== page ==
About the only thing that was news to me was about the only thing that I had a problem with in the whole book. There's this whole thing about how Heath was from a totally tight-knit family, but that, after his parents divorced and his father moved in with Heath's great-grandfather, there was a whole scandal about his father kind of stealing from his great-grandfather (in a really roundabout way involving re-mortgaging and stuff), and that, when the rest of the family found out, they took him to court about it and basically everyone, including the dad's brothers who he was really close to, sided against Heath's dad. Now, as far as I could tell from the acknowledgements, the only family members Yeomans could get to talk to her were Heath's dad's brothers, and this is why she had all this information and thought it was necessary to include it in her book. I disagree entirely- the whole affair was completely irrelevant to Ledger's life, really, and it sort of seemed like she just wanted to include some 'scandal' to try and get her book more attention. The whole crux of including this seemed to be so she could point out that Heath's uncles and cousins weren't invited to his funeral, but that seemed irrelevant considering that he hadn't seen them for the majority of his life. It felt like kind of a low shot, and I frowned disapprovingly at this whole portion of the book.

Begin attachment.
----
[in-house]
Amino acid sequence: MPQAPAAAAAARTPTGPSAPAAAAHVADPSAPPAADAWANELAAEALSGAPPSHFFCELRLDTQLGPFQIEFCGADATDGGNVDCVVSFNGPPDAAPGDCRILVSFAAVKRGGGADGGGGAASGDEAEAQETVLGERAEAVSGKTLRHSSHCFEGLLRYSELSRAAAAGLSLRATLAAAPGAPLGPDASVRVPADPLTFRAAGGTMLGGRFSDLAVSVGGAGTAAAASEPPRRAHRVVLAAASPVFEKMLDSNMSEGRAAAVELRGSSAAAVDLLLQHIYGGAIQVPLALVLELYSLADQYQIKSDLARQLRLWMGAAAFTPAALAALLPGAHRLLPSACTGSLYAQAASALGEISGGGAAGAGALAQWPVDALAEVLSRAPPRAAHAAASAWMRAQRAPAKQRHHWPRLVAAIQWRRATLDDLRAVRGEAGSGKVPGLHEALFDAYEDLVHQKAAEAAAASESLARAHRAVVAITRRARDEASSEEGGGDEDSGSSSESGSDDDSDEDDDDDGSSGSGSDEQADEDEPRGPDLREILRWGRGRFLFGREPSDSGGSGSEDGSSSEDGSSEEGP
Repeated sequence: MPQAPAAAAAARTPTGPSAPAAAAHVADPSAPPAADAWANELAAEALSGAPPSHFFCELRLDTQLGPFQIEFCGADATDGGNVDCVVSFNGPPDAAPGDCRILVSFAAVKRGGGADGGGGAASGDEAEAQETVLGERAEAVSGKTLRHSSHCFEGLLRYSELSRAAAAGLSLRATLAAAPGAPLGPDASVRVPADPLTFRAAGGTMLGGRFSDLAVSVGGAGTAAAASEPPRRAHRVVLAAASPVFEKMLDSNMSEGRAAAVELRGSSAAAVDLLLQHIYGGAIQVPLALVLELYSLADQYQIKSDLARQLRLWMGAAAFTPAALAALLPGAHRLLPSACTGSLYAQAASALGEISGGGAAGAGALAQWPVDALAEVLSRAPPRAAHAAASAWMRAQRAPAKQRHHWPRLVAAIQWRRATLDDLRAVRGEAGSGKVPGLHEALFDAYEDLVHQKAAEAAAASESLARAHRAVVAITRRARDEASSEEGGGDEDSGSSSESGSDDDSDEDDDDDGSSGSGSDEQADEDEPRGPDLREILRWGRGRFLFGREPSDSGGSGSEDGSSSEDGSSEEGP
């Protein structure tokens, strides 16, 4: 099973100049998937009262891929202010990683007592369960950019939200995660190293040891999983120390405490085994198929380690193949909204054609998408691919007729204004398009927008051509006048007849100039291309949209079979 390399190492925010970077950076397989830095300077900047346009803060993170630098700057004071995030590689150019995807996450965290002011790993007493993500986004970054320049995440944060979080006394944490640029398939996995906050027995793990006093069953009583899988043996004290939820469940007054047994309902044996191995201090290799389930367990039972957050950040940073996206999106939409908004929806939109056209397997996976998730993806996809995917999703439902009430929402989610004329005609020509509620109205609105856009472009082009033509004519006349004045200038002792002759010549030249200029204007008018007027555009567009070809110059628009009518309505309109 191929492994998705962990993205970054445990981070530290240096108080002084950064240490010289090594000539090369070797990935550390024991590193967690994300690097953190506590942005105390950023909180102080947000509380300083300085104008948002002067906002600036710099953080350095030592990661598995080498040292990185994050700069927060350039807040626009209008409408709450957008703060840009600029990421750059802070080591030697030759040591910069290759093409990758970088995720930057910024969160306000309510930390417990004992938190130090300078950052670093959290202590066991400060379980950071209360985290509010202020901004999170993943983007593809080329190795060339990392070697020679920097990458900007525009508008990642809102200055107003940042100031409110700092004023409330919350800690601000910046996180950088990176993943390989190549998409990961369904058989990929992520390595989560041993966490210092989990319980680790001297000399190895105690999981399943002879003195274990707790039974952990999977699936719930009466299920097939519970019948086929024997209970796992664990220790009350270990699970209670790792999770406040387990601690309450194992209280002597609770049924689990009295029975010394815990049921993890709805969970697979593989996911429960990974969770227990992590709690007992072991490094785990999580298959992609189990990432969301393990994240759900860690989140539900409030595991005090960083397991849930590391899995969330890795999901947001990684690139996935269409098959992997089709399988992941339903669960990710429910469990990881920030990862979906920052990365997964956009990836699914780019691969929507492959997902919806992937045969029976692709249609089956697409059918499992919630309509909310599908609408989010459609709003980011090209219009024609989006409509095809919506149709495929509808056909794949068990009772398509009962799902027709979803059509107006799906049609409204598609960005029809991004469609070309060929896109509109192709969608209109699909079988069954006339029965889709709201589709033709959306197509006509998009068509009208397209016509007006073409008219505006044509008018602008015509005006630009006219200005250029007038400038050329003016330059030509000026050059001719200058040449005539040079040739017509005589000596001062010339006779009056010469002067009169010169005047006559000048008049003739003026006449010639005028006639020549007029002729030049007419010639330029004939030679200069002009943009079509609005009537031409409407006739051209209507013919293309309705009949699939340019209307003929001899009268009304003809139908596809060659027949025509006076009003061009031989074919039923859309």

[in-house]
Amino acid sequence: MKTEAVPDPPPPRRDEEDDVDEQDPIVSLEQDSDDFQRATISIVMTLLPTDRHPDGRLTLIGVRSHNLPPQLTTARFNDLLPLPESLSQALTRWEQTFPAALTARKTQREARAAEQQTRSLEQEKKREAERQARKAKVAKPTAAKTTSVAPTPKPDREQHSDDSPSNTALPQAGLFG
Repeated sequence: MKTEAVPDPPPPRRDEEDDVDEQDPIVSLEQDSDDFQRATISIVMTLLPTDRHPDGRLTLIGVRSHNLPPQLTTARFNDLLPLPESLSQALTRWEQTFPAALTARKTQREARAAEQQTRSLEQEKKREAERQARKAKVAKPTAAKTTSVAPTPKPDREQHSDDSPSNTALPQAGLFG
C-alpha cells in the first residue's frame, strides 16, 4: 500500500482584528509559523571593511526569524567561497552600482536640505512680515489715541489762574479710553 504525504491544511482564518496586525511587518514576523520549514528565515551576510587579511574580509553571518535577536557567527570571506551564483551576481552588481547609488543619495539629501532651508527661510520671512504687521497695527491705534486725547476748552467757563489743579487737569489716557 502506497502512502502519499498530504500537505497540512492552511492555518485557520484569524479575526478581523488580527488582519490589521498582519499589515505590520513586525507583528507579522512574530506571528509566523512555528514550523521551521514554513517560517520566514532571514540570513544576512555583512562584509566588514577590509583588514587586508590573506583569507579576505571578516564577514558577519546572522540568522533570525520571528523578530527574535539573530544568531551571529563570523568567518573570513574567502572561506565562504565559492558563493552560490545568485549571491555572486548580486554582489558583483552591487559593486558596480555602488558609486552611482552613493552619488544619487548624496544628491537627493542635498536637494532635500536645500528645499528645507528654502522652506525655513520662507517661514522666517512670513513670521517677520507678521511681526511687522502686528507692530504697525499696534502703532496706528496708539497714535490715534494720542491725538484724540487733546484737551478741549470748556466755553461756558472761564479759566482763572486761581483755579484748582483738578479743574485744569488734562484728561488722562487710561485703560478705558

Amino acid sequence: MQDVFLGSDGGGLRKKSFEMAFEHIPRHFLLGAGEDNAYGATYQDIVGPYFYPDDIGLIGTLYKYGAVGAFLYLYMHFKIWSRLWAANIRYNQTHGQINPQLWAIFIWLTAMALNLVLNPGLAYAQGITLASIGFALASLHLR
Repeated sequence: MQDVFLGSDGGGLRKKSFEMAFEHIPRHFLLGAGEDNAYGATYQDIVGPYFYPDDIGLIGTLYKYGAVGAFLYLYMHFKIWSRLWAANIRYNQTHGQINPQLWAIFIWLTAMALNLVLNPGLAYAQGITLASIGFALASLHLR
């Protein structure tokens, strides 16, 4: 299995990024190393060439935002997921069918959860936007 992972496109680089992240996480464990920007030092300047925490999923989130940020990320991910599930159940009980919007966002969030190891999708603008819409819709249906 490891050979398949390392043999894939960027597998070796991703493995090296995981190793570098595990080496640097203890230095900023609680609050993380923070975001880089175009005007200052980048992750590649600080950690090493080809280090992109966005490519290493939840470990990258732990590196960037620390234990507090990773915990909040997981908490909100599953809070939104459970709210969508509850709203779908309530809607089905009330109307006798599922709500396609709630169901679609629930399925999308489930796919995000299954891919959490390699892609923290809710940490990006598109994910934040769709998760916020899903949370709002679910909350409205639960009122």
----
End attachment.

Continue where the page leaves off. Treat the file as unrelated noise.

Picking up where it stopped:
So, I wouldn't say don't read this book, but unless you're really non-well informed about Heath Ledger and his films, there's not going to be all that much you can learn from it. If you do read it, I give you permission to skip most of the stuff about his early life, because, actually it's not at all about him, and all about his dad who, let's face it, we're not all that interested in, right? And if you need something to make you cry afterwards (because this book really didn't do that for me, which is a good/bad thing depending on what you use books for, catharsis-wise) then try this video:

It literally makes me weep every time I see it! Oh, Heath...


  1. I wasn't a Heath Ledger fan...not that I didn't like him; I just wasn't all that familiar with his work...and the clip made me tear up :( I've added Dark Knight to my DVD must see list.

    1. Oh, excellent! He really was a great great actor, and I really think he just would have kept on improving all the time. Also, if you haven't seen Brokeback Mountain, that's the film of his I would most recommend because it's AMAZING